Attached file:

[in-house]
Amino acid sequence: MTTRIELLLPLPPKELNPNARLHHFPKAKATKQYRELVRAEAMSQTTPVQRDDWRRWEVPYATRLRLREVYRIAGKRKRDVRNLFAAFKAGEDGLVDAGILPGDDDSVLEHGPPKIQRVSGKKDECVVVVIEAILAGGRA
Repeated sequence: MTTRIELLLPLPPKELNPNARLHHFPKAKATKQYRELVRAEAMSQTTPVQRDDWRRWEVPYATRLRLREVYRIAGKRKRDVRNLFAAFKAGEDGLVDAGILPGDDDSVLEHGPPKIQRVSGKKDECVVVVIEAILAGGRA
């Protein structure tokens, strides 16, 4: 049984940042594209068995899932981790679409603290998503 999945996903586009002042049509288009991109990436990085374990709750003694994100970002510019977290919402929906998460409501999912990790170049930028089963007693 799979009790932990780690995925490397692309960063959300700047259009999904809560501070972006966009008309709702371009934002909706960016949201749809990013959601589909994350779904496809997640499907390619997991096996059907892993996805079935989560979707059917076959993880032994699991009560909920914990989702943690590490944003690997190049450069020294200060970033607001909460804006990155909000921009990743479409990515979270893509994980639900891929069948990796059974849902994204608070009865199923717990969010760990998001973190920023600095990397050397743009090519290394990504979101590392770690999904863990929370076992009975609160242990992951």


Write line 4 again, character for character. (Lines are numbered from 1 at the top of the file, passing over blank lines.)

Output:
């Protein structure tokens, strides 16, 4: 049984940042594209068995899932981790679409603290998503 999945996903586009002042049509288009991109990436990085374990709750003694994100970002510019977290919402929906998460409501999912990790170049930028089963007693 799979009790932990780690995925490397692309960063959300700047259009999904809560501070972006966009008309709702371009934002909706960016949201749809990013959601589909994350779904496809997640499907390619997991096996059907892993996805079935989560979707059917076959993880032994699991009560909920914990989702943690590490944003690997190049450069020294200060970033607001909460804006990155909000921009990743479409990515979270893509994980639900891929069948990796059974849902994204608070009865199923717990969010760990998001973190920023600095990397050397743009090519290394990504979101590392770690999904863990929370076992009975609160242990992951």